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Episode 9

The fiscal future 

Published on: December 23, 2019 • Duration: 15 minutes

This week we take a look back at the stranglehold that monetary policy has had over markets. Despite the best efforts of central banks, growth and inflation have remained sluggish, whilst the very investment framework is undergoing a structural change. Will fiscal policy break that deadlock over the next 10 years or will this change in direction break the market?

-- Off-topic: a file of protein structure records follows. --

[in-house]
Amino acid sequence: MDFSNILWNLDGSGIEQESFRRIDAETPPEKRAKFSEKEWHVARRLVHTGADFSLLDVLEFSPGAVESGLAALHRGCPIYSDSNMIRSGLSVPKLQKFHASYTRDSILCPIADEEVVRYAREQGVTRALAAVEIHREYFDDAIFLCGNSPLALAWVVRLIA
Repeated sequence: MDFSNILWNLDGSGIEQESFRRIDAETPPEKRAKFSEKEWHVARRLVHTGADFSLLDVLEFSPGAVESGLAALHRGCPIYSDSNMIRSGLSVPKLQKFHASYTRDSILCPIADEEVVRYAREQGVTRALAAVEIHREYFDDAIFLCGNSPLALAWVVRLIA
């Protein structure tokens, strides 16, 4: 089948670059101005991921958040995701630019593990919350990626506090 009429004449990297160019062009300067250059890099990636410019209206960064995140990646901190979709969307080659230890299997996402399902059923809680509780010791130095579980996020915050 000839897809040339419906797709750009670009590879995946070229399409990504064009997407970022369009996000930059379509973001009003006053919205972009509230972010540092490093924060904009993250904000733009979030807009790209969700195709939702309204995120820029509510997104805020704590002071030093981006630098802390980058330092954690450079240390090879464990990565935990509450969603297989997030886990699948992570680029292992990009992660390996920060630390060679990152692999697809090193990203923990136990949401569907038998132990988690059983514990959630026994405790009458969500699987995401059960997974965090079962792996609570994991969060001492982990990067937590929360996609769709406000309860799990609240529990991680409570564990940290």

• [00:00:04] In this, the final episode for 2019, the big conversation, we're going to take a look back at the last decade, a decade in which central banks played a pivotal role in the era of monetary madness. And then we’re going to look forward to the next decade and ask if this will be about the rise of fiscal policy and MMT. These days, it's almost taken for granted that the current investment environment is a normal investment environment. But I'm sure that the last decade will reverberate throughout economic history because of the influence of central banks and maybe ultimately their impotence. Central bank balance sheets expanded dramatically with the combined efforts of the Bank of Japan, the People's Bank of China, the European Central Bank and the U.S. Federal Reserve adding around 13 trillion, an unimaginable number a few years ago, to the balance sheet since 2008. And as you can see on this chart of bond yields against periods of U.S. and European QE, and I could have used inflation expectations on this chart as well, it would have been the same pattern. But these yields have fallen over the last decade quite dramatically, which is what you'd expect when central banks are buying bonds in vast quantities, although yields fell the hardest during periods in which the central banks weren't active and then tended to flatline or rise during periods when they were active i.e. yields were rising and bonds were falling, when the central banks were buying bonds. Now in the face of it, that would seem to be the wrong way round. And I think what it does is it reflects just how broken the global economy was in 2008, where without the central bank juice, yields and economic growth could potentially sink into depression type levels. Maybe yields should have fallen much further in 2009. And this dynamic has seen some real absurdities appear. And at one point we had 17 trillion of negative yielding debt globally in 2019. We had the hundred year Austrian bond doubling in value over 12 months and people believing that the Argentinean hundred year bond would not default. I mean, I want to call them anomalies, but they've become normality as they've arisen because of this rampant money printing, which rather than creating inflation, which was the initial expectation of pretty much everyone in the market in 2009, its ended up lowering inflation expectations and these lower expectations have helped guide bond yields to even lower levels. But why is growth so low? Well, I think the system was broken and this repeat of free cash was not the fix. But as balance sheets rose, velocity of money collapsed in a self-fulfilling prophecy. Yields fell, discouraging investment and lowering long term expectations further. So capital effectively transferred from central banks and found its way into things like corporate buybacks with very little economic value outside of the wealth effect for the wealthiest. And yet the US has experienced its longest expansion, but it's just not been a very powerful one. And equity prices have outperformed equity profits, whilst the usual balancing mechanism of valuation has been distorted by the rise and rise of passive investing at the expense of active investing. For investors, this has been one of the most monumental changes over the last decade. The shift out of active mandates into passive mandates that include rules based investing, such as minimum volatility in risk parity, it's been quite a truly stunning move, and if it carries on at this pace, we even see the end of investing or at least investing as we have known it for the last 30 40. Who knows? Hundred years. Falling bond yields make equities look relatively more attractive and appealing, even though in absolute and historical terms they are pretty much expensive. And into this bizarre world, we now have investors buying bonds for capital gains and equities for income, which really is the wrong way round. But maybe that's going to be normality for the next 10 years. And so what are some of these other distortions that we've had? Well, we've seen this rise of the unicorn and this plague of zombie companies, which are another offshoot of central bank largesse. Unicorns, which are generally tech oriented stocks or, like We Work, stocks that want to sound like they were technology stocks. They managed to attract sky high private valuations without ever turning a profit because cheap capital was always available to support them. Well, that may now have come to an end with some of the WeWork Debacle. Zombie companies are companies with terrible growth prospects, and often these are our old world models in desperate need of CapEx. And they were and are still able to raise capital. And the credit markets in order to fund the gluttony of share buybacks juice their share price higher. So companies that probably should have failed by now have been plugged into the life support machine of endless central bank credit, even looking healthy to shareholders. And the share buyback is clearly one of the dominant forces of the last 10 years in the equity market, particularly the US. But effectivelhy that's a transfer from taxpayers to shareholders and also from workers to shareholders because wages were getting squeezed and that was in order to maintain margins. Their overall profits, as we've seen earlier, have gone nowhere. And this has also led, therefore, to this ever burgeoning stock of triple BBB and high yield corporate credit, I think triple B accounts for about half of US investment grade debt with one or two large corporates accounting for a significant portion of the total. And overall, the spreads of high yield versus investment grade have compressed as have tripled versus double B, and this compression could be a negative sign for the future as it tends to occur towards the end of the credit cycle. So the stock of credit has built to a record level. Spreads are tightening. But what could be the tipping point? Well, that's kind of looking to the future. And I guess the important thing is what is the next 10 years have in store for us? And is there anything out there that could be this tipping point? Well, if the last decade was unquestionably the decade of central banks and monetary policy, the next 10 years are expected to be the decade of fiscal policy, leaning on the monetary efforts of the central banks to helpfully fund spending sprees whilst keeping markets in check. And governments the world over are either contemplating this direction or have already engaged in it. And economists have been falling over each other to encourage it. And their mantra is not that unorthodox accommodation hasn't worked, but rather it's that it's not been done in sufficient size. And central bankers and policymakers have taken the view that they can spend and spend and spend because interest rates are so low. And this is something that Kenneth Rogoff, who wrote the book This Time is Different, has noted is a very, very dangerous supposition. In fact, in an op ed he wrote in December 2019, he argued that the notion that almost every advanced economy can allow their debt to drift up towards the Japanese levels without any great concern about long term consequences is very flawed for a large number of reasons, not least because it largely assumes that the next crisis will be like the last, which is very unlikely. But nonetheless, moves are already underway to engage the fiscal authorities, i.e. governments on a spending spree. And this is why when Mario Draghi, who is the outgoing ECB president, his parting shot was a return to unlimited bond buying. And many have pointed out that the ECB will be limited in its efforts because of the capital keys, which will prevent the ECB from buying more than, I think it's roughly 30 percent of any one country's debt. And yes, that's true. But if each government now increases the amount of debt in circulation in order to fund a spending binge, then the potential for debt purchases is indeed unlimited, at least until the ECB is 2 percent inflation target is reached, which many cynics think could be never. But as we know from what Draghi said, the ECB will do whatever it takes. And the big question on the back of the fiscal impulse is will this change the inflation risks from deflation or disinflation to inflation? The inflation debate is always wracked with controversy. However, in this instance, what I'm talking about is the sort of inflation that forces the Fed or other central banks to react faster and harder in terms of raising interest rates. Now, there's a strong case to say that future inflation risks under a concerted fiscal regime will swing the risks from persistently low inflation and low growth to significantly higher inflation because the fiscal policy will have a higher velocity than monetary policy and QE, which mainly found its way into asset prices rather than economic growth. However, others will rightly point to Japan, which has been experimenting with extreme forms of both monetary and fiscal policy, and point out that it didn't really have a significant impact on Japan's GDP growth because the headwinds of demographics and debt and those headwinds can be seen in many parts of Europe and Asia today as well. Therefore, one of the key questions with fiscal policy is how long, if at all, but how long will it take to shift from low inflation to high and dangerous inflation? Will we get a period of grace where inflation hits a growth sweet spot, which will imply higher equity prices yet again. Within all of this, therefore, what will happen to bonds? We've been in this four decade bull market which has helped support equity prices. But will bond yields start to break higher and decisively move out of this trend channel that's dominated the last 30 years, particularly in the US, where many were already predicting a V shape move in yields with yields moving to the upside until we saw that dramatic move through the summer of 2019 in which we saw that record stock of global yields moving into negative territory. But if higher bond yields increase the risk of a collapse in the ability to service debt and a collapse in equity prices, then any bout of inflation would be very short lived and we would quickly move back into a deflationary bust. And that's not disinflation. That would be deflation. And that's why central banks will continue with monetary policy such as QE and they're going to let inflation run hot whilst holding bond yields down. If inflation does pick up, inflation is likely to outperform bond yields ie it'll go up faster than yields. This will mean real yields will fall. And this is one of the key arguments for holding gold. Gold has been moving inversely to the direction of real yields and real yields - that's nominal yields minus inflation - when real yields fall, gold has tended to go up. And so it's going to be better to be long gold rather than short bonds. If this type of scenario plays out, the relative performance of commodities should improve versus equities as well. Now the ratio of the S&P 500 versus the broad commodity index has been close to the all time wides or lows depending which way you look at it. Fiscal expenditures should increase demand for commodities, but simply don't expect this to be like the China experience of the noughties. No one will be doing fiscal expenditure on that sort of scale. So the outlook for equities remains incredibly uncertain. This current expansion, particularly in the US, is very, very long in the tooth and the equity market is stretched and extreme again, particularly in the US. But can that combination of monetary and fiscal policy keep that overall framework intact? This is also a market that's being driven less and less by fundamentals and more and more by passive flows, which are themselves a direct result of that framework which had been created by that relentless distortion of central bank liquidity. Whilst it's very hard to calculate, it may be that already the stock of passive and rules based funds has now overtaken the stock of actively managed funds. One of the great areas of debate is whether the actions of central banks can continue to levitate markets even if the underlying economy's deteriorated. Now the historical perspective is not good, with both of the equity market collapses between 2000 and 2010 materializing despite the best efforts of central banks. But as we saw in 2015 16, when the markets were on the edge after a bout of US dollar strength and a mini devaluation in China, the central banks stepped in to settle markets with a new round of liquidity in that kickstarted the current leg of the bull market. Central banks have been targeting a low volatility regime, or perhaps it may be more accurate to say a stable volatility regime, but they cannot afford to see disruptive events occur in bond, credit equity or affect markets for equities. We need to keep an eye on the momentum in profits. Credit Capital Advisory shows the relationship between the Wickselliasn differential and the S&P 500 since 2002. Now the Wicksellian differential, it describes whether the rate of profit growth is increasing or decreasing. And unsurprisingly, it's closely related to equity market performance at the experience of the last 10 years has been like a supercharged version of 2003 to 2008. And if the economy and profits are turning, that it increases the risks to lots of highly levered assets could move into a default cycle at the same time. And it's an event like this that's more likely to trigger an economic downturn. So if you look at the rate of profit growth and it looks like it's turned, then there could be trouble ahead. So in summary, if the last 10 years were all about monetary policy and its failure to create economic growth, the next 10 years will be about fiscal policy and a renewed attempt to break the deadlock between lower inflation expectations in order to keep the profit cycle on an upward trajectory. The fear, however, given debt, demographics, pension shortfalls and the extremes in assets across the world is that the one thing that central banks want could be the very thing that brings the edifice crashing back down. And given our starting point, the next few years should turn out to be an exhilarating roller coaster ride for all global investors.